As long as you don’t have any allergies, nuts can be an amazing addition to any diet, but particularly when you have diabetes. With little to no carbohydrates and loads of protein, nuts boast some amazing qualities. Let’s dive in and see if nuts would be a good addition to your diet!
Nuts contain monounsaturated fatty acids. Monounsaturated fats are molecules that have one unsaturated carbon bond. “Monounsaturated fats can help reduce bad cholesterol levels in your blood which can lower your risk of heart disease and stroke. They also provide nutrients to help develop and maintain your body’s cells. Oils rich in monounsaturated fats also contribute vitamin E to the diet, an antioxidant vitamin most Americans need more of.”1 You may have been told to avoid nuts because they are very high in calories. Most of their calories come from these fatty acids so it is important to monitor portion sizes.
Whenever you are choosing a food, protein is a key macronutrient to focus on. Not only does it help build muscle, it is slow to digest meaning that anything you eat with it is also digested slowly. This is great for two reasons. The first is that it keeps you fuller longer which leads to less snacking. And the second is that it decreases the risk of blood sugar spikes by helping to slow the release of glucose into the bloodstream. “Nuts can help level out blood sugar spikes when eaten with carb-rich foods. The protein and fats, and possibly the phytochemicals, in tree nuts help mediate the post-prandial (after meal) blood sugar response to carb-rich foods.”2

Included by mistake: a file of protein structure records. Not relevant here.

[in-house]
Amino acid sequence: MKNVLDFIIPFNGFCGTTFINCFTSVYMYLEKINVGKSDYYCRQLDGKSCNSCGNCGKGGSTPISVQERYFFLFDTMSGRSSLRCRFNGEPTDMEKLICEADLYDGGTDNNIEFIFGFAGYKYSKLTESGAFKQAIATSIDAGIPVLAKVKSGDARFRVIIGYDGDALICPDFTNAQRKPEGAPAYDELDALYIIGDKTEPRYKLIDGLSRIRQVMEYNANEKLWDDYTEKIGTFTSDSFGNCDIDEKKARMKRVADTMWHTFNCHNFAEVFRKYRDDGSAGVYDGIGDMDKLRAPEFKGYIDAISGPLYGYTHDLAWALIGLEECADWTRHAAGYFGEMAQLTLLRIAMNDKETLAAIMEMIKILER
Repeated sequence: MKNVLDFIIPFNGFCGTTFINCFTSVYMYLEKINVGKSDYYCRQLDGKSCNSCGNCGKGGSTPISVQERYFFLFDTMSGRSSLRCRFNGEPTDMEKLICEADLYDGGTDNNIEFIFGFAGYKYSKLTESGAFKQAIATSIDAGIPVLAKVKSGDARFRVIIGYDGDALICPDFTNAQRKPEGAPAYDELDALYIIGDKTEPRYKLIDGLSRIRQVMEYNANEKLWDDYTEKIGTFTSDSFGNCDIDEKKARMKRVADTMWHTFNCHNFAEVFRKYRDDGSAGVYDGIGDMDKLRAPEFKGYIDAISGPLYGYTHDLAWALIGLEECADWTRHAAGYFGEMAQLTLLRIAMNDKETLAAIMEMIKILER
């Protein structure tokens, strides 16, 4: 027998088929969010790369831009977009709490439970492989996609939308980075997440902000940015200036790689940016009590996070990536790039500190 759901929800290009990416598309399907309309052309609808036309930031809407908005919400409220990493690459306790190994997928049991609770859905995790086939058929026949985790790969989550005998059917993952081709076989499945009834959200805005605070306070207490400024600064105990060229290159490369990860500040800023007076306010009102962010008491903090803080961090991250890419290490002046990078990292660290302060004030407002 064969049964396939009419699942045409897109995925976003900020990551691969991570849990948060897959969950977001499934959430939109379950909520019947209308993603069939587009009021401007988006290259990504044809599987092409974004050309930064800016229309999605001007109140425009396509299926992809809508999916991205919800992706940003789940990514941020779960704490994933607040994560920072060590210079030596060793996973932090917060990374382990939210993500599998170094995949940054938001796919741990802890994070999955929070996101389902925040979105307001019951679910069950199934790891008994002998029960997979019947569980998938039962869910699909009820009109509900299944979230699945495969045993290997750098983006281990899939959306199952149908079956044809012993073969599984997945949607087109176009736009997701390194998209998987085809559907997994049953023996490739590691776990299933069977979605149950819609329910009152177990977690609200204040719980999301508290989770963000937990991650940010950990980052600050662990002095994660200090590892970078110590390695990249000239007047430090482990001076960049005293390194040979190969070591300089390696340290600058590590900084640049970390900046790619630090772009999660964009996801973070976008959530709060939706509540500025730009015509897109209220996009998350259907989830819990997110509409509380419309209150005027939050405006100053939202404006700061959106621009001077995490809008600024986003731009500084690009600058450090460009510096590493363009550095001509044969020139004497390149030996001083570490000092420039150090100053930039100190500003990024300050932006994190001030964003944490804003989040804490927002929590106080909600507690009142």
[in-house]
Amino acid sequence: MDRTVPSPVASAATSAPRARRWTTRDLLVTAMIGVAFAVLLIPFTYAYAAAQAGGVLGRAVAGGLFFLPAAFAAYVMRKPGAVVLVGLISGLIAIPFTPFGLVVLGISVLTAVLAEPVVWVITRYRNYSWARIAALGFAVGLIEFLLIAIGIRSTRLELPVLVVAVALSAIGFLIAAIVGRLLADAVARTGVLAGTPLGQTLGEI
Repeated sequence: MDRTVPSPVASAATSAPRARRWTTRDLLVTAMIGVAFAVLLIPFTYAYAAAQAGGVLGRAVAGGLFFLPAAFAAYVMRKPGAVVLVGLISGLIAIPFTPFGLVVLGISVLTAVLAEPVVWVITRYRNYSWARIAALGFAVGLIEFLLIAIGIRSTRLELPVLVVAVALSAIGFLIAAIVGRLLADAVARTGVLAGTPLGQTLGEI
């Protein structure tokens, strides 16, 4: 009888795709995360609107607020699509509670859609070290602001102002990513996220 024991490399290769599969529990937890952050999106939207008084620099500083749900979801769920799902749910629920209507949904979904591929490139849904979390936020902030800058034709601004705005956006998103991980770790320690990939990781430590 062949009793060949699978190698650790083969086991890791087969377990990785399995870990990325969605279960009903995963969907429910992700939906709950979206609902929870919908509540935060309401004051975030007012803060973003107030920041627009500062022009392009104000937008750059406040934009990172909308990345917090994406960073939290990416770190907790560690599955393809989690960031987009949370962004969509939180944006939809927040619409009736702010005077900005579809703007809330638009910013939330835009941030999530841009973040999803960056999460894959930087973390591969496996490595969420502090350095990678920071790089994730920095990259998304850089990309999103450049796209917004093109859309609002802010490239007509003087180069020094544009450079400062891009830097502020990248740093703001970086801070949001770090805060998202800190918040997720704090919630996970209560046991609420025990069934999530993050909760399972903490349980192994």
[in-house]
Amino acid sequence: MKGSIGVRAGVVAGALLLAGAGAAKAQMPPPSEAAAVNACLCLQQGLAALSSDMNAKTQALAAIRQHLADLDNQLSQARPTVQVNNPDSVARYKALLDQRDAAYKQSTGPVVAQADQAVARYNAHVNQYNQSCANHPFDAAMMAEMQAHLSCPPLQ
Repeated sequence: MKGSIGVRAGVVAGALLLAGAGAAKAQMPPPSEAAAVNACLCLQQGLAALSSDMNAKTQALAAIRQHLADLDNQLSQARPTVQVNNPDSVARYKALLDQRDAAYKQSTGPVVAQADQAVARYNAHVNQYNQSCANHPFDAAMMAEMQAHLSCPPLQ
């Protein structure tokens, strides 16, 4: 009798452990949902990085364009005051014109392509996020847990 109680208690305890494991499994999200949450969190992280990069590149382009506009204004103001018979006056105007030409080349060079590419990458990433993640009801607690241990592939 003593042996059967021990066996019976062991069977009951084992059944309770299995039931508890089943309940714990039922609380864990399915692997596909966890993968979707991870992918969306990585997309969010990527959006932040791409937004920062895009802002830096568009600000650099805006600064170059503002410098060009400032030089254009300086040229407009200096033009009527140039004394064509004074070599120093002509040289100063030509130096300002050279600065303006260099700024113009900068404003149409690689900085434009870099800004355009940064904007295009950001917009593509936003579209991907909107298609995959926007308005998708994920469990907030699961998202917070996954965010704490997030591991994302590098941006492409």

Fiber is such an important part of a healthy diet. It helps keep you satisfied by slowing digestion. It also keeps you regular and cleans your insides sort of like a scrub brush! On average, adults eat only about 15 grams of fiber per day. The recommendations for women are 25 grams of fiber daily, and for men 38 grams daily. Eating a diet high in fiber can also promote weight loss due to the fact that you stay full and satisfied longer and may then consume fewer calories. Speak with your physician if you have concerns about weight loss.
ServingsHere are some serving sizes for nuts to give you an idea of what a portion would look like:2 tbsp peanut butter = 190 calories, 8 grams carbohydrate2 tbsp almond butter = 200 calories, 7 grams carbohydrate2 tbsp dry roasted peanuts = 180 calories, 7 grams carbohydrate¼ cup raw pistachio nutmeats = 170 calories, 8 grams carbohydrate ¼ cup almonds = 133 calories, 5 grams carbohydrate1 oz cashews = 157 calories, 9 grams carbohydrate¼ cup macadamia nuts = 240 calories, 5 grams carbohydrateConsider adding nuts to a snack, a salad, breakfast or even dessert!
Do you know someone living with kidney cancer?